Bell peppers are available in a variety of colors, while hot peppers (like chili and cayenne) are rich in capsaicin, a chemical that’s used in topical creams that reduce pain and inflammation.
Peppers, however, are nightshade vegetables—which some doctors and patients believe can exacerbate inflammation in people with rheumatoid arthritis. “What helps one person may be harmful to another,” says Dr. Zashin. “You just need to pay attention to your diet and your symptoms, and stick with what works for you.”
- Tomatoes, another nightshade veggie, may also help reduce inflammation in some people. (Of course, Dr. Zashin’s advice about what works for you, individually, applies here, as well.)
- Tomatoes are rich in lycopene, which helps reduce inflammation in the lungs and throughout the rest of the body. Cooked tomatoes provide even more lycopene than raw ones, so tomato sauce works, too—and a 2013 Iranian study found that tomato juice consumption was also beneficial for reducing systemic inflammation.
This vegetable’s brilliant red color is a tip-off to its equally brilliant antioxidant properties. Beets (and beetroot juice) can not only reduce inflammation but may also protect against cancer and heart disease, thanks to their generous helping of fiber, folate, and powerful plant pigments called betalains.
Ginger and turmeric
These spices, common in Asian and Indian cooking, have been shown in various studies to hold anti-inflammatory properties,” says Dr. Costenbader.
Turmeric, the pungent, golden spice used in curry, appears to work in the body by helping to turn off NF-kappa B, a compound that's integral to triggering the process of inflammation, research shows. Turmeric's cousin ginger, meanwhile, may cut inflammation in the gut when taken in supplement form.
RELATED: 7 Health Benefits of Ginger
Garlic and onions
These pungent vegetables are considered anti-inflammatory superstars for good reasons. Organosulfur compounds derived from garlic may lower the production of substances in the blood that boost inflammation. Quercetin, a flavonoid in onions, helps inhibit inflammation-causing agents at play in arthritis.
For the greatest benefits, eat garlic raw, or let crushed or chopped cloves stand for 10 minutes before cooking. And opt for red or yellow onions or shallots instead of white or sweet varieties.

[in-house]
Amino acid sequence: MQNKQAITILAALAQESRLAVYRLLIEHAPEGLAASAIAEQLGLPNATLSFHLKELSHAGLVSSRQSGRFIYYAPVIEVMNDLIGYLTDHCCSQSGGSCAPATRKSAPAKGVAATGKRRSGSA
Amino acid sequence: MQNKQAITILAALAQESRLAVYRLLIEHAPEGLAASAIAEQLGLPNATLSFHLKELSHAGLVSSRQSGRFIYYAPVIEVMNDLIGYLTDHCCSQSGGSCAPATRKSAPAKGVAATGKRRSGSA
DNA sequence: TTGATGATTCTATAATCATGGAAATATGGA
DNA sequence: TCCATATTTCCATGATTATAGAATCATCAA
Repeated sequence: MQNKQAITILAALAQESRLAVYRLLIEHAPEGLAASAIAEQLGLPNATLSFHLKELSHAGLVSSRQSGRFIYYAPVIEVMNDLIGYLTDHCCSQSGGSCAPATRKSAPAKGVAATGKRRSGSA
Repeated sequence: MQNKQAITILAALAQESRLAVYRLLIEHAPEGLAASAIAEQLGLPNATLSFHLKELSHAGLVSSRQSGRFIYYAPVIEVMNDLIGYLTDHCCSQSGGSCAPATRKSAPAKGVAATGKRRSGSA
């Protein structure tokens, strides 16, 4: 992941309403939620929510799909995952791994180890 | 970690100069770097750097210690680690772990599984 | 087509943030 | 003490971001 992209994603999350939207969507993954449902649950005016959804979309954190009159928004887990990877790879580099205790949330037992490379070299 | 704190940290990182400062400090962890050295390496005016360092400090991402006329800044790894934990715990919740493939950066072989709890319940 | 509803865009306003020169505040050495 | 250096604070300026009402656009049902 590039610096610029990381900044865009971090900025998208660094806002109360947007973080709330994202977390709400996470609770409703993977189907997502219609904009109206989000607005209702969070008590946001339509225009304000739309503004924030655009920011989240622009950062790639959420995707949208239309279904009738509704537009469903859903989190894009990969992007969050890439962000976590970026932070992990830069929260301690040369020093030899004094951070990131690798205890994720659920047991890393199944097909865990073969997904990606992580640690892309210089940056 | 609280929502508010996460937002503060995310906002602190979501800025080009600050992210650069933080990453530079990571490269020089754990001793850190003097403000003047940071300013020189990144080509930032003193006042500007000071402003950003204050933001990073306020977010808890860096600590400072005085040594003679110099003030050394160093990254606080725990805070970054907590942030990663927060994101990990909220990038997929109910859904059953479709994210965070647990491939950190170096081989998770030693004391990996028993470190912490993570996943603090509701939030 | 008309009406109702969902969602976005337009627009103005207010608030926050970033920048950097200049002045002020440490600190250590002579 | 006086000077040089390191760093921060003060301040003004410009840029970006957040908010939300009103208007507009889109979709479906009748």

RELATED: 6 Health Benefits of Onions
Anything that fits into a heart-healthy diet is probably also good for inflammation—and that includes healthy, plant-based fats like olive oil, says Dr. Zashin. In fact, one Spanish study reported that the Mediterranean diet's heart-health perks may be largely due to its use of olive oil.
Oleocanthal, the source of olive oil's distinctive aftertaste, has been shown to have similar anti-inflammatory effects as ibuprofen. A different study found that higher blood levels of alpha-tocopherol, a form of vitamin E in olive oil, were linked to better lung function; more gamma-tocopherol, a kind of vitamin E in corn and soybean oils, was associated with higher rates of asthma—possibly due to vitamin E's role in inflammation.
Tart cherries contain the “highest anti-inflammatory content of any food,” according to a presentation by Oregon Health & Science University scientists. Research has found that tart cherry juice powder can reduce the inflammation in animal blood vessels by up to 50%; in humans, it helps athletes recover faster from intense workouts and decreases post-exertion muscle pain.
Experts believe that eating 1.5 cups of tart cherries or drinking 1 to 1.5 cups of tart cherry juice a day may yield similar benefits. And, yep, the cherries have to be tart—sweet ones don’t seem to have the same effects.
RELATED: 7 Health Benefits of Cherries
Feel like mixing it up? Try coating your French toast in shredded coconut, then add some homemade raspberry syrup and voila—an exotic twist on a breakfast classic! Watch the video for the recipe and the step-by-step demonstration. Your friends—and your taste buds—will thank you.